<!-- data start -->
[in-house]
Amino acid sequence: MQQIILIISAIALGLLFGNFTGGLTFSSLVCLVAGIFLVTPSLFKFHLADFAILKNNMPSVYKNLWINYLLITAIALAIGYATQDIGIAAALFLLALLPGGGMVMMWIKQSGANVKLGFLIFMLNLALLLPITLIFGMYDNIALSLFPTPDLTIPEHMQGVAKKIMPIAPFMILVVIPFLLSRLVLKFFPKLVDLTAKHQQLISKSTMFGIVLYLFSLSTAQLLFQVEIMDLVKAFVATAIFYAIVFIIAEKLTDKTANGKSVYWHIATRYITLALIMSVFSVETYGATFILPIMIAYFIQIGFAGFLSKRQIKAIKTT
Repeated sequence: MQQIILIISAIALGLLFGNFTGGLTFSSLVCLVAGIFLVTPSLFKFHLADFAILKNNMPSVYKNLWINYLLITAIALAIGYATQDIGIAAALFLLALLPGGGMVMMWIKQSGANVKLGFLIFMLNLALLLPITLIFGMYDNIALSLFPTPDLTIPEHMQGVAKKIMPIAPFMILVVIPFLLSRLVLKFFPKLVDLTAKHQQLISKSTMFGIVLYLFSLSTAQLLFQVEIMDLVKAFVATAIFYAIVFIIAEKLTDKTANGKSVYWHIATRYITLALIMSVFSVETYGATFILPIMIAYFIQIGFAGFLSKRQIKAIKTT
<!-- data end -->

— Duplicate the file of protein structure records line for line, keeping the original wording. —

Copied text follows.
[in-house]
Amino acid sequence: MQQIILIISAIALGLLFGNFTGGLTFSSLVCLVAGIFLVTPSLFKFHLADFAILKNNMPSVYKNLWINYLLITAIALAIGYATQDIGIAAALFLLALLPGGGMVMMWIKQSGANVKLGFLIFMLNLALLLPITLIFGMYDNIALSLFPTPDLTIPEHMQGVAKKIMPIAPFMILVVIPFLLSRLVLKFFPKLVDLTAKHQQLISKSTMFGIVLYLFSLSTAQLLFQVEIMDLVKAFVATAIFYAIVFIIAEKLTDKTANGKSVYWHIATRYITLALIMSVFSVETYGATFILPIMIAYFIQIGFAGFLSKRQIKAIKTT
Repeated sequence: MQQIILIISAIALGLLFGNFTGGLTFSSLVCLVAGIFLVTPSLFKFHLADFAILKNNMPSVYKNLWINYLLITAIALAIGYATQDIGIAAALFLLALLPGGGMVMMWIKQSGANVKLGFLIFMLNLALLLPITLIFGMYDNIALSLFPTPDLTIPEHMQGVAKKIMPIAPFMILVVIPFLLSRLVLKFFPKLVDLTAKHQQLISKSTMFGIVLYLFSLSTAQLLFQVEIMDLVKAFVATAIFYAIVFIIAEKLTDKTANGKSVYWHIATRYITLALIMSVFSVETYGATFILPIMIAYFIQIGFAGFLSKRQIKAIKTT